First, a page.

The rise and fall of Shawn Fanning

  02/13/2001 3:50:00 AM MST Albuquerque, Nm
  By Dustin D. Brand; Owner AMO

knock knock, Court finds Napster Guilty
  In a much anticipated ruling from the United States 9th District Court of Appeals, they ruled "Napster, by its conduct, knowingly encourages and assists the infringement of [record company] copyrights," in their decision.

  The court upheld the findings of a lower court just short of shutting Napster down themselves, holding that Napster's service is not protected by fair use, is guilty of two kinds of copyright infringement, has failed to police its system in an attempt to stop the spread of copyrighted works and that its service causes substantial harm to record companies. Whew. Shawn Fanning, who in 1999 dropped out of Northwestern University founded Napster.

  He was in college at the time, and obviously knew what he was doing was illegal, but hey, it would be a short time before they shut me down I imagine he thought. Actually, it's taken nearly 2 years to come to this point, and only 12 months ago the Recording Industry filed their lawsuit. After 3 months since the Stay order forcing Napster to shut down was issued, the case is back at the first Judge who issued the Stay. At this point, she simply needs to re-write her judgement, and use the upper courts findings to pull the plug, or rather have the police pull it.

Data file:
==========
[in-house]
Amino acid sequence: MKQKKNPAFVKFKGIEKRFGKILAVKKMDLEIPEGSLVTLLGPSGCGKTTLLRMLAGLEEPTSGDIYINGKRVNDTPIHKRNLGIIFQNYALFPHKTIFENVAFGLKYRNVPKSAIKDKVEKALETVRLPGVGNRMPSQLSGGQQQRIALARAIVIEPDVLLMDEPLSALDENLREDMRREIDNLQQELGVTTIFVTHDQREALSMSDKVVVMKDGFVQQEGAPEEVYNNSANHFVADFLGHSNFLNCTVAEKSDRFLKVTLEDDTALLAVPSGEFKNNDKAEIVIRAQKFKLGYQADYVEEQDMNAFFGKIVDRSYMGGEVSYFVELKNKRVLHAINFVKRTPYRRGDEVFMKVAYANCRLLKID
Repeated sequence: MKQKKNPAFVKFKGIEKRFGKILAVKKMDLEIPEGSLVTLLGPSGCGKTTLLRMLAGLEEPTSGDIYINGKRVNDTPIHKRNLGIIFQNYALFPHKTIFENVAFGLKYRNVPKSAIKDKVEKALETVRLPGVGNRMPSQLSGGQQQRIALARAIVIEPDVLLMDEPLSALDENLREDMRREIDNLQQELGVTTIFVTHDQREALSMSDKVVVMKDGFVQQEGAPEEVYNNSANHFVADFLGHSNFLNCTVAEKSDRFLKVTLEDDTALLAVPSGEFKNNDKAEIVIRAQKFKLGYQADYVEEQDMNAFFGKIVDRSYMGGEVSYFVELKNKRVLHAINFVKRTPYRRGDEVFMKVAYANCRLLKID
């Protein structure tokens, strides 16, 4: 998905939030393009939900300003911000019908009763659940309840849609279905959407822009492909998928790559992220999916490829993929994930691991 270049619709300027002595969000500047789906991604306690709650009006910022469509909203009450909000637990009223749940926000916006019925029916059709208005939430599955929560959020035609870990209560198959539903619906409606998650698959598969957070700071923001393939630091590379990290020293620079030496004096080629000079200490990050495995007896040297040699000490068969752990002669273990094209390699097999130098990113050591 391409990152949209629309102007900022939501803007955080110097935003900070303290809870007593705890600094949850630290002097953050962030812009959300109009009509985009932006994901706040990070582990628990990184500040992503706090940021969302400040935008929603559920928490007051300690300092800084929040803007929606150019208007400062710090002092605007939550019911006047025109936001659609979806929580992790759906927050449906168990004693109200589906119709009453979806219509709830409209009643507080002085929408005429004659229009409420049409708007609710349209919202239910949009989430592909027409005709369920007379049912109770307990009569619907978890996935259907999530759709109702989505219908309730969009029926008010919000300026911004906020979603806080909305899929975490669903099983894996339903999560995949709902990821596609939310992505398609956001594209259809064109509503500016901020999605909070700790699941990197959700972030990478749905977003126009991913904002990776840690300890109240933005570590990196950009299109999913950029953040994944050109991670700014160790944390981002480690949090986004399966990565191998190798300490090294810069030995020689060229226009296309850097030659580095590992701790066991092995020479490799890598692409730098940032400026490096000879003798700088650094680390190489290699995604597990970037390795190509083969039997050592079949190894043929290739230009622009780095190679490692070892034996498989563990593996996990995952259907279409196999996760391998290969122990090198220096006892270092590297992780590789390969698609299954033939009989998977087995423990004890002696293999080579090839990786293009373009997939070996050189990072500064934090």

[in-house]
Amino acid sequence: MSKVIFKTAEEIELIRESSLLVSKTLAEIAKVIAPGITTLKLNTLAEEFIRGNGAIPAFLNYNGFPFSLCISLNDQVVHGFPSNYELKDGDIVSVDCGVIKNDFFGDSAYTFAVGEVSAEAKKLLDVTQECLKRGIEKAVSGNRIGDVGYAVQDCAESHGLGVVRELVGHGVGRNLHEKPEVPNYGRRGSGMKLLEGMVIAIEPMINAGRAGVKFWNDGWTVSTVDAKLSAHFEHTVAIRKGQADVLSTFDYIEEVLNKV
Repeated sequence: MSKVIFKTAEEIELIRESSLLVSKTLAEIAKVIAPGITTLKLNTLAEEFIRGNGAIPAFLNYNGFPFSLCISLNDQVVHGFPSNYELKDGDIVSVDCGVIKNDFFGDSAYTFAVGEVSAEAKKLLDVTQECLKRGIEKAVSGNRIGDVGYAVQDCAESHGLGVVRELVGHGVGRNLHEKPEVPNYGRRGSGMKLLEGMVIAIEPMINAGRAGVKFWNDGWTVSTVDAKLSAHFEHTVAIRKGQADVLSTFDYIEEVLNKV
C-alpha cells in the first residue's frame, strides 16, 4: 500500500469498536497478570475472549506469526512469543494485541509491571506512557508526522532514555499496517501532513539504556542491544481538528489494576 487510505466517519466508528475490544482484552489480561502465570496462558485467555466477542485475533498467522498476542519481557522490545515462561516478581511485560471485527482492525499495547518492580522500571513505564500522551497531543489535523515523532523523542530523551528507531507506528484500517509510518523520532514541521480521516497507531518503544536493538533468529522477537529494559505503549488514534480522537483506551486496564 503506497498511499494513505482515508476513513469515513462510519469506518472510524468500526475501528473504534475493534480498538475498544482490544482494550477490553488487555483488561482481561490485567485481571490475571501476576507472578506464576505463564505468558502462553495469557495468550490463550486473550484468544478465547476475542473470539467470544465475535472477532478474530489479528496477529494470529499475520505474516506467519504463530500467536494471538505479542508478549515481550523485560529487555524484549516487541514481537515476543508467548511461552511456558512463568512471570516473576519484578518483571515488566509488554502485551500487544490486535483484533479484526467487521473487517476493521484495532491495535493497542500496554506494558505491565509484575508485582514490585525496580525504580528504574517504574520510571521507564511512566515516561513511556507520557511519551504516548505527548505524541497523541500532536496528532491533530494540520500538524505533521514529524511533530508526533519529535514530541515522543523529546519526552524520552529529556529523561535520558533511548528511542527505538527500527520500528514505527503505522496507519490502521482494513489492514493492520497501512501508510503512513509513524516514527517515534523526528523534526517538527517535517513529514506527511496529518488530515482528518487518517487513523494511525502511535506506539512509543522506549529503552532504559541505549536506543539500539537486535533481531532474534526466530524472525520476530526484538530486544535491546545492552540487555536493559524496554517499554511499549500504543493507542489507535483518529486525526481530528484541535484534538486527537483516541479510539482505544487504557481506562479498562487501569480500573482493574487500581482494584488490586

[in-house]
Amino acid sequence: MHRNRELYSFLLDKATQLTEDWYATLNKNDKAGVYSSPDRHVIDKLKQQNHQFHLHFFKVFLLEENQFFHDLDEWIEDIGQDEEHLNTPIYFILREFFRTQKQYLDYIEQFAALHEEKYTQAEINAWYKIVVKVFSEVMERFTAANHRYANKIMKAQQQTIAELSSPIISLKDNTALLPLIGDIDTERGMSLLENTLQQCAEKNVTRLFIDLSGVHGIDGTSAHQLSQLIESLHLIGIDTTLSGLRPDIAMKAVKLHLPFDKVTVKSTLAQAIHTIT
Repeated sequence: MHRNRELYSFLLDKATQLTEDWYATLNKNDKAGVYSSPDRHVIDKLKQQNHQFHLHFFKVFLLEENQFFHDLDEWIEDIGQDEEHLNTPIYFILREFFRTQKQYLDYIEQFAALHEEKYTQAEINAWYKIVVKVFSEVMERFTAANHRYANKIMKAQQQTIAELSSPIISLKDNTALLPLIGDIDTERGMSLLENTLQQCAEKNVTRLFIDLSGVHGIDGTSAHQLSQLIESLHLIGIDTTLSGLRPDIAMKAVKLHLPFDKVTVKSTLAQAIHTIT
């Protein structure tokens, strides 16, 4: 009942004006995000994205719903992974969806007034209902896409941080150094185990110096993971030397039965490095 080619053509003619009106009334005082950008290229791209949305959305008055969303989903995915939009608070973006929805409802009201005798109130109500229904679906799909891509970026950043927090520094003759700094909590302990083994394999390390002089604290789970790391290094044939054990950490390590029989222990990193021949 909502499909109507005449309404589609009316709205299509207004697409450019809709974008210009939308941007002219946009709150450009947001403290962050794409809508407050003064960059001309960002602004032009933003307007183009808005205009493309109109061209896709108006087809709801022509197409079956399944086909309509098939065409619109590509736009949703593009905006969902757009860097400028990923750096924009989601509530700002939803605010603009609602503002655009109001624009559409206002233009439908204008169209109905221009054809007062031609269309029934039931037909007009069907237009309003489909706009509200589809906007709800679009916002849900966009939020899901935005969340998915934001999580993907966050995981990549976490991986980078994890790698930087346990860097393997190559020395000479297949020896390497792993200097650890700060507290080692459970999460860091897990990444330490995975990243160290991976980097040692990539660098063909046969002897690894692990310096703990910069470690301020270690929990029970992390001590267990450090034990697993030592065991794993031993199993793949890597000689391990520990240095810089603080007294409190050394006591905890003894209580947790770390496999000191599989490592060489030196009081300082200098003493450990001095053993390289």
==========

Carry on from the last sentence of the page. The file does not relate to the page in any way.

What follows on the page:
MP3 files, the technology driving the music on Napster is a small file, about 1/10 the size of the actual song on the CD, and their quality is thus, about 1/10 the quality of a CD. Digital-Digital many people think, so it's an exact copy right, well not exactly. MPEG 1 Layer 3 format is over a decade old, and yes it's that old.

  What Shawn did was create a huge set of database's of college MP3 files, built his software around it, and then released it to the world. A huge burst in the peer-peer model which makes the internet work, but with a twist. These MP3 files replaced most college students need to purchase the CD's because someone in the college had an MP3-CD decoder and could "burn" a CD using their CDRW. Using nearly 90% of the college's bandwidth, it's easy to see how Shawn turned his college investment around to build the worlds largest music pirate community.

  The reprocusions are already being felt throughout the industry. People on the internet are used to getting things for free. They don't pay to access a web site (usually), and without shutting down Napster, people will think it's ok to walk into a music store and take a CD, make mp3's from it, and walk out of the store leaving the CD, but taking the MP3's. Think about that.

  That is where Shawn Fanning fell. He built a system inherently illegal, used college's internet bandwidth, and built his big illegal internet community. I havn't ever used Napster, and I won't ever use Napster. For all those people who do, imagine this: Napster is teamed up with Bertelsmann, and they are preparing for a Subscription based service. Now all the record labels who sued Napster, are still suing Napster, and Napster will be shut down. The real question is, when Napster reopens, with 99.9% of their illegal below CD Quality MP3's pulled with only Bertelsmanns' to replace them, I ask you, will Napster survive?

  The simple answer is NO. Do the math, crunch the numbers, and use your common sense. But most of you already knew that, that's why you got what you could when you could.

  Sorry Shawn.